In November last year, we shared a Kickstarter campaign for a battery many of us would found useful. The X-Tra battery offered longer shooting time with a smaller, lighter battery, and the campaign was funded in no time. However, Canon Rumors recently came to the conclusion that the campaign might have been a scam.
If you’re a photographer or a filmmaker shooting in the field all day, you may need a solution to reduce the number of batteries and chargers you pack in your bag. X-tra battery offers a solution, and it seems like many creators are eager to get one. It has nearly twice more power capacity than most other batteries, it helps you get rid of additional accessories, and it spares you a few other headaches you may have when switching batteries. So let’s see what it has to offer.
Charging stations are nature’s way of telling us we have way too many different types of batteries for our gear. For some, our “charging station” is just a loose pile of chargers haphazardly arranged on our desks. For others, they’re an organised work of our that allows us to charge and store our batteries with expedience and simplicity.
In this video, filmmaker and YouTuber Duncan Dimanche shows us how he’s arranged his DIY charging station. He built it for only $35 (not including the cost of the chargers, obviously) and it’s all powered from a single USB charging station.
I was, as I’m sure a lot of you are, utterly sick of endless chargers and cables. A mess of wires that always seem to get tangled and it always ends up looking like Medusa on a bad hair day.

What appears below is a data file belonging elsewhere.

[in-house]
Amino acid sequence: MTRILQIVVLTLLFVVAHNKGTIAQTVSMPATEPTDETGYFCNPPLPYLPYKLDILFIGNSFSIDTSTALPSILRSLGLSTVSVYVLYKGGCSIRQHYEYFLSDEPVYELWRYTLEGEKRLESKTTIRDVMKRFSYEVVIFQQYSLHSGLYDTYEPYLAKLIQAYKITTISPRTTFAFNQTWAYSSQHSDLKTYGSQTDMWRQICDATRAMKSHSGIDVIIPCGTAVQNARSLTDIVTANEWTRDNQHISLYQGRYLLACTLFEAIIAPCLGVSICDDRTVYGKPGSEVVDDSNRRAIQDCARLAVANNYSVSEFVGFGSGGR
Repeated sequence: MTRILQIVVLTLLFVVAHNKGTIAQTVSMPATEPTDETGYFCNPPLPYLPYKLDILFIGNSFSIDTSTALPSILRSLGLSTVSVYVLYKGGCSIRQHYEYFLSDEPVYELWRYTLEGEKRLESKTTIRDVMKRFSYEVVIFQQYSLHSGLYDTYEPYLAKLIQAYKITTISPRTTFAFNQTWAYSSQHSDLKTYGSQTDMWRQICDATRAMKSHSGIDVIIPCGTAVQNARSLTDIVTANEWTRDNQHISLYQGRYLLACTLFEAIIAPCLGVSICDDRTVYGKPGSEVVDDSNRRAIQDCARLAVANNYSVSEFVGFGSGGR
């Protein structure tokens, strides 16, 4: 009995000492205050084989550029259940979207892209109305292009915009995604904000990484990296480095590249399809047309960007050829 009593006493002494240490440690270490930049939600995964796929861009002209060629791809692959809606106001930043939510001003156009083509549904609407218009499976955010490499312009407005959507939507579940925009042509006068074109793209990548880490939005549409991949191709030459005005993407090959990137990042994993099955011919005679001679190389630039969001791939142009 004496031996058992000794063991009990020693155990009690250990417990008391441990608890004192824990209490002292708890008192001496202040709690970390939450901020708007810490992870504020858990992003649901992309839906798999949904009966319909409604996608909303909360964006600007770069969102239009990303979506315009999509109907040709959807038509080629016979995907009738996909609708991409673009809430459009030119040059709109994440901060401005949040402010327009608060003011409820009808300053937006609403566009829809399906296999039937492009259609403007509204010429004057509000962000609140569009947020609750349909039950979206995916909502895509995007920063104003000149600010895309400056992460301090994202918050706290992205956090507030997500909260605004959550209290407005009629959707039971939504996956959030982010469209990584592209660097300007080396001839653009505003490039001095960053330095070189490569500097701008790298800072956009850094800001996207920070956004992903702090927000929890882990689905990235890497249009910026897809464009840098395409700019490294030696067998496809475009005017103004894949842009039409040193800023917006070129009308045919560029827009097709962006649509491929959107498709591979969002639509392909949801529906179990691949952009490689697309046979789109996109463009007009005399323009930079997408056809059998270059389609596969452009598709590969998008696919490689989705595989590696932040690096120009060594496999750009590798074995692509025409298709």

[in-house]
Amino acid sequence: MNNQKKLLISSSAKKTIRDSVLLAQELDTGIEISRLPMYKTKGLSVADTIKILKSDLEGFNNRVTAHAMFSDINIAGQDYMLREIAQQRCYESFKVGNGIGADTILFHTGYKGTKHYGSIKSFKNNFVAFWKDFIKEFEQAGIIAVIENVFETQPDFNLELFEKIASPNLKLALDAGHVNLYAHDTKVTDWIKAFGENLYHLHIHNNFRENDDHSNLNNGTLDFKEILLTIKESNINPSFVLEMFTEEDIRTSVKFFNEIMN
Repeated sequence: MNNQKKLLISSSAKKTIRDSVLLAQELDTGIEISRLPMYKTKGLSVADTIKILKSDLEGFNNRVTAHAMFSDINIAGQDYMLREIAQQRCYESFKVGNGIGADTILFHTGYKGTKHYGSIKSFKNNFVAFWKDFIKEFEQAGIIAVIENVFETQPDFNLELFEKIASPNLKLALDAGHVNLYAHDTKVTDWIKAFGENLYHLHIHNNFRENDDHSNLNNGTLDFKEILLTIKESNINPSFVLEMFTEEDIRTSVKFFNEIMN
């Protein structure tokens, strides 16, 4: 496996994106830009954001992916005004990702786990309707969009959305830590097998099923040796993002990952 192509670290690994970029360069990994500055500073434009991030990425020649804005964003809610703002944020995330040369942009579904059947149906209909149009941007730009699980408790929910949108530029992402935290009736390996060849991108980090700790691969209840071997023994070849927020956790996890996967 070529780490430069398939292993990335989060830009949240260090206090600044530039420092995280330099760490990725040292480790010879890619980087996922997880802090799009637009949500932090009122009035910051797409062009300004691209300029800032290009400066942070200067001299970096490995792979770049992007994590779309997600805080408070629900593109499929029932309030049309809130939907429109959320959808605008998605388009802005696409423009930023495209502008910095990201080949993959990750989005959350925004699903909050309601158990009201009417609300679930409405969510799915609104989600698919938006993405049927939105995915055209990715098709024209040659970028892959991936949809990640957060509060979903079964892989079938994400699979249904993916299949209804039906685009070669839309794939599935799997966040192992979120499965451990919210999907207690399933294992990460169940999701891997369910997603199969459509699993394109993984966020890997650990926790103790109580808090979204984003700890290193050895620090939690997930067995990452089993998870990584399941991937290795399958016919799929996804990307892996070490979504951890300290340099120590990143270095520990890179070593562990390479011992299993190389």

I’ve tried various things over the years, I’ve tried to hide them in drawers, Velcro ing them to the wall or under a desk, it has always ended up in the same mess. They also tend to take up a lot of room.
One thing that really irritates me is the price that camera makers put on their batteries. I mean an original battery for a sony A7II costs about $53, the same battery from a third party costs about $13, that’s quite a difference isn’t it? For the price of one original battery, you can get four after market ones.
And it’s not just Sony, Canon’s popular LP-E6N are $62 vs $15 and the same goes for Nikon. It gets worse as the batteries get bigger. Sony’s original NPF970 is $128 vs, a $16 off brand. And the list goes on….
Now, why is getting a good battery crucial? Because batteries explode if they are bad.
You can always have some spare batteries to replace the dead ones, but Chris Winter shared a pretty cool external battery hack that uses a 10,000mAh which is roughly 9 times the capacity.
Now, I am not sure if you can actually call off the shelf products a hack, but between the fast that you get so much more usage time and the clever way Chris mounts the battery with Velcro, I thought it is worth sharing.
I use a lot of AA batteries. So many in fact that finding them all and getting them charged up for a gig has become a significant bottleneck in my workflow.
I have finally realized that it is time for a more sophisticated system to actually manage all of the batteries that I need – as opposed to the old system which mostly consisted of pulling batteries out of my kid’s toys, TV remotes (or wherever else my AA batteries had migrated to) and then shoving them into ten different chargers the day before a big shoot.
If you’re using strobes, pocket wizards, remotes, or RC cars, you are probably using AA batteries. Those are small little wonders of energy.
Here is the big question, how do you manage them on location? How do you keep the loaded batteries ready for grab?
How do you make sure the empty ones get enough charge?
How do you sleep at night knowing that a battery may stop working at any given time?